Ellahham S. Am J Med Qual. 2021;Epub Jul 22.
Linguistic, culture, and health literacy barriers between patients and providers can lead to adverse events. In addition to the use of professional interpreters, the authors suggest additional culturally and linguistically appropriate services (CLAS) to improve communication between patients, particularly refugees and migrants, and providers.
Morris AH, Stagg B, Lanspa M, et al. J Am Med Inform Assoc. 2021;28(6):1330-1344.
Clinical decision support systems are designed to improve clinical decision-making. The authors of this commentary suggest an alternative, eActions, to reduce clinician burden and increase replicability. Dissemination and use of eActions could contribute to improved clinical care quality and research.
Kappes M, Romero‐García M, Delgado‐Hito P. Int Nurs Rev. 2021;Epub Jun 13.
Healthcare professionals who experience negative physical, psychological, or behavioral responses following an adverse event may be referred to as “second victims.” This review describes personal and organizational support strategies as well as barriers faced by second victims who are seeking support. The authors recommend further evaluation of support programs and implementation of support programs in Latin America.
Chong LSH, Kerklaan J, Clarke S, et al. JAMA Pediatr. 2021;Epub Jul 19.
Transgender and nonbinary individuals may delay or avoid seeking necessary healthcare due to fears of discrimination. This systematic review of qualitative studies of the perspectives of transgender youths identified six major themes regarding their experiences with accessing healthcare, including fear, vulnerability, and systemic barriers. The authors recommend several strategies to improve access to healthcare for transgender individuals.
No results.

Jt Comm J Qual Patient Saf. 2021;47(8):463-488. 

The Eisenberg Award honors individuals and organizations who have made significant advancements in the pursuit of safe, high-quality health care. The 2020 honorees are Dr. David Gaba; Veterans Health Administration Rapid Naloxone Initiative, Washington, DC, and Northwestern Medicine Academy for Quality and Safety Improvement, Chicago IL.

London, UK: Parliamentary and Health Service Ombudsman; 2021. ISBN 9781528627016. 

Lack of appropriate follow up of diagnostic imaging can result in care delays, patient harm, and death. This report summarizes an investigation of 25 imaging failures in the British National Health Service (NHS). The analysis identified communication and coordination issues resulting in lack of action and reporting of unanticipated findings to properly advance care. Recommendations to improve imaging in the NHS include use of previous analyses to enhance learning from failure.

This Month’s WebM&Ms

WebM&M Cases
Minna Wieck, MD |
A seven-year-old girl with esophageal stenosis underwent upper endoscopy with esophageal dilation under general anesthesia. During the procedure, she was fully monitored with a continuous arterial oxygen saturation probe, heart rate monitors, two-lead electrocardiography, continuous capnography, and non-invasive arterial blood pressure measurements. The attending gastroenterologist and endoscopist were serially dilating the esophagus with larger and larger rigid dilators when the patient suddenly developed hypotension. She was immediately given a fluid bolus, phenylephrine, and 100% oxygen but still developed cardiac arrest. Cardiopulmonary resuscitation was initiated with cardiac massage, but she could not be resuscitated and died. This commentary highlights the role of communication between providers, necessary technical steps to mitigate the risks of upper endoscopy in children, and the importance of education and training for care team members.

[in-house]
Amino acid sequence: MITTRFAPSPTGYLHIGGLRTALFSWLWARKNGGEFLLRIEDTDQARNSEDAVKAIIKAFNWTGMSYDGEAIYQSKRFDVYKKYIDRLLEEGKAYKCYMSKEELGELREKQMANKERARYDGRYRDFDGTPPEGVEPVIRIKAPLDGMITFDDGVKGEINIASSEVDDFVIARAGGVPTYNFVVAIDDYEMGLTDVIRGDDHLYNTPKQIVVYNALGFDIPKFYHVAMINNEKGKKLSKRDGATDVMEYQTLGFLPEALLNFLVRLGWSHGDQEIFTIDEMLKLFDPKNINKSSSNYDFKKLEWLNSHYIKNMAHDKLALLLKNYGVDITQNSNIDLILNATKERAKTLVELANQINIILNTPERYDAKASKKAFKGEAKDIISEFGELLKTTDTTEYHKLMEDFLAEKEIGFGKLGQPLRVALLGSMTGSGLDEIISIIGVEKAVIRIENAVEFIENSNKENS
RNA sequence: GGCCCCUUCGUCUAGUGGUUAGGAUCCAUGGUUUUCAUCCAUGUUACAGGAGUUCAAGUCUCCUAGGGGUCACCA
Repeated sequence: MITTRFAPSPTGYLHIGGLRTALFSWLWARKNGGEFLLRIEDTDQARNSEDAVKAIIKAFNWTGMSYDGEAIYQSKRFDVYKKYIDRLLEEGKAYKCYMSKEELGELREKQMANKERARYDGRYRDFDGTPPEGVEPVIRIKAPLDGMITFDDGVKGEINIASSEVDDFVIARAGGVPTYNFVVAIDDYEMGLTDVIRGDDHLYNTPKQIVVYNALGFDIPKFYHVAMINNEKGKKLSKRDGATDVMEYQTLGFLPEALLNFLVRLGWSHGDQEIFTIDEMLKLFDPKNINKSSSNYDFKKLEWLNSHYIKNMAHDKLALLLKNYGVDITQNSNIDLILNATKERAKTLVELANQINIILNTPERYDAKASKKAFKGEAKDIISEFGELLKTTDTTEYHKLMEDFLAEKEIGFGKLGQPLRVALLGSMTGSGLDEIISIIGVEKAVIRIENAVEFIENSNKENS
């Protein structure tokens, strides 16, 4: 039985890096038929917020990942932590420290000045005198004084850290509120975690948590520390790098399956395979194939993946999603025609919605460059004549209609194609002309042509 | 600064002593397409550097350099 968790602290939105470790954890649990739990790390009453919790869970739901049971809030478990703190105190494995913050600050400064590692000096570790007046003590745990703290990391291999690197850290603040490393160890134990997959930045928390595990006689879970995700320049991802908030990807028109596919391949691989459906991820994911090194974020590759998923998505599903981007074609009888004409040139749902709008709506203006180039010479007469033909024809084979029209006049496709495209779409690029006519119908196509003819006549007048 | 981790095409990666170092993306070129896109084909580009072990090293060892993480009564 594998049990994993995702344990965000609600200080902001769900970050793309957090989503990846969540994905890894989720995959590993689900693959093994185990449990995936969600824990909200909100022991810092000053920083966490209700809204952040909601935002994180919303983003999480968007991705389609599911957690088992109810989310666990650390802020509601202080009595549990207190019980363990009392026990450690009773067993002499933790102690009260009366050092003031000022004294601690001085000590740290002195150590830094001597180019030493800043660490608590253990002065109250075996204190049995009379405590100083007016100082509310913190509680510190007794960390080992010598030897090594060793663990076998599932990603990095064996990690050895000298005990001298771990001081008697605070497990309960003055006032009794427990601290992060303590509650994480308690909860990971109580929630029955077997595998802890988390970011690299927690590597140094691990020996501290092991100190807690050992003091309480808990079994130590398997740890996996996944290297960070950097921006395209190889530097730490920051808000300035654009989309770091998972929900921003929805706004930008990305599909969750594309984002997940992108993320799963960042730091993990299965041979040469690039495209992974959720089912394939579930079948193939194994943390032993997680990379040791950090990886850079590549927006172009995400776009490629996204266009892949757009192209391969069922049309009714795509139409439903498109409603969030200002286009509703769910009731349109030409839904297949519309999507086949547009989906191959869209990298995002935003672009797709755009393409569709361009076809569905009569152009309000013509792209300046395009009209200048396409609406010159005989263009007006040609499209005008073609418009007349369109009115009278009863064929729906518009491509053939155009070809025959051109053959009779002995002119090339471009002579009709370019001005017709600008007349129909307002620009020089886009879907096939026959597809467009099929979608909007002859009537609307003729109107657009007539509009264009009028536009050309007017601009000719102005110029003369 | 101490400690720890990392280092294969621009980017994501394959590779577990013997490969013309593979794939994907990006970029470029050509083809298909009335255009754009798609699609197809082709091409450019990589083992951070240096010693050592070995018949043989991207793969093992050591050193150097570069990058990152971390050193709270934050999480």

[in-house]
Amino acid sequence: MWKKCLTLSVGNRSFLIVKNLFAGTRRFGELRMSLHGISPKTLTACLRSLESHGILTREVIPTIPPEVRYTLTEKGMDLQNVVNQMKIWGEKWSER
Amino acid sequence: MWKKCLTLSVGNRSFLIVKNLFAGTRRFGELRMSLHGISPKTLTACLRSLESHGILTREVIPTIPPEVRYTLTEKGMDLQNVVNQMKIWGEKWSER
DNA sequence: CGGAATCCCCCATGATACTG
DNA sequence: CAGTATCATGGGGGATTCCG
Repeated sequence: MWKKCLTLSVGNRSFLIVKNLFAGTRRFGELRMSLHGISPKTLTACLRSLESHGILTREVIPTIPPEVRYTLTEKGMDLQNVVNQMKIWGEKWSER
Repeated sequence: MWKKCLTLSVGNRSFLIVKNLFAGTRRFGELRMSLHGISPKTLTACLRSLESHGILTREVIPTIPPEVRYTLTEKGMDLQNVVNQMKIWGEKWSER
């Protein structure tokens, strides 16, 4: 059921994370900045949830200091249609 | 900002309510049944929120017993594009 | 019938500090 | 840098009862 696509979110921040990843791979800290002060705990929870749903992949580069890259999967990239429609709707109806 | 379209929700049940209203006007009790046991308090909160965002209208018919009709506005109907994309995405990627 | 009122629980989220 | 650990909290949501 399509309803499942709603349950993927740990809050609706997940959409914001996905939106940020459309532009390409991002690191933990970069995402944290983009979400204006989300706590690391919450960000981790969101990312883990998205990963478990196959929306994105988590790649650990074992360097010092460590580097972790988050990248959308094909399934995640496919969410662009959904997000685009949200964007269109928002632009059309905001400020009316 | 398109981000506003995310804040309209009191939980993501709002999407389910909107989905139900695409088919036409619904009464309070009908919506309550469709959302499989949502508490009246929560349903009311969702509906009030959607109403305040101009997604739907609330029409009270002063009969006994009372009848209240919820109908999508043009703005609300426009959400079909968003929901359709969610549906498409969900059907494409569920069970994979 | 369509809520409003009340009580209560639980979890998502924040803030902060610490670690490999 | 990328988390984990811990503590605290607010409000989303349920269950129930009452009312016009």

WebM&M Cases
Narath Carlile, MD, MPH, Soheil El-Chemaly, MD, MPH, and Gordon D. Schiff, MD |
A 31-year-old woman presented to the ED with worsening shortness of breath and was unexpectedly found to have a moderate-sized left pneumothorax, which was treated via a thoracostomy tube. After additional work-up and computed tomography (CT) imaging, she was told that she had some blebs and mild emphysema, but was discharged without any specific follow-up instructions except to see her primary care physician. Three days later, the patient returned to the same ED with similar symptoms and again was found to have had a left pneumothorax that required chest tube placement, but the underlying cause was not established. After she was found two weeks later in severe respiratory distress, she was taken to another ED by paramedics where the consulting pulmonary physician diagnosed her with a rare cystic lung disease. The commentary discusses the importance of CT scans for evaluating spontaneous pneumothorax and educating providers to increase awareness of rare cystic lung diseases.
WebM&M Cases
Cynthia Li, PharmD, and Katrina Marquez, PharmD |
This commentary presents two cases highlighting common medication errors in retail pharmacy settings and discusses the importance of mandatory counseling for new medications, use of standardized error reporting processes, and the role of clinical decision support systems (CDSS) in medical decision-making and ensuring medication safety.

This Month’s Perspectives

James_Augustine
Interview
James Augustine, MD, is the National Director of Prehospital Strategy at US Acute Care Solutions where he provides service as a Fire EMS Medical Director. We spoke with him about threats and concerns for patient safety for EMS when responding to a 911 call.
Perspective
This piece discusses EMS patient safety concerns in the field and discusses operational concerns, clinical concerns, and safety of personnel.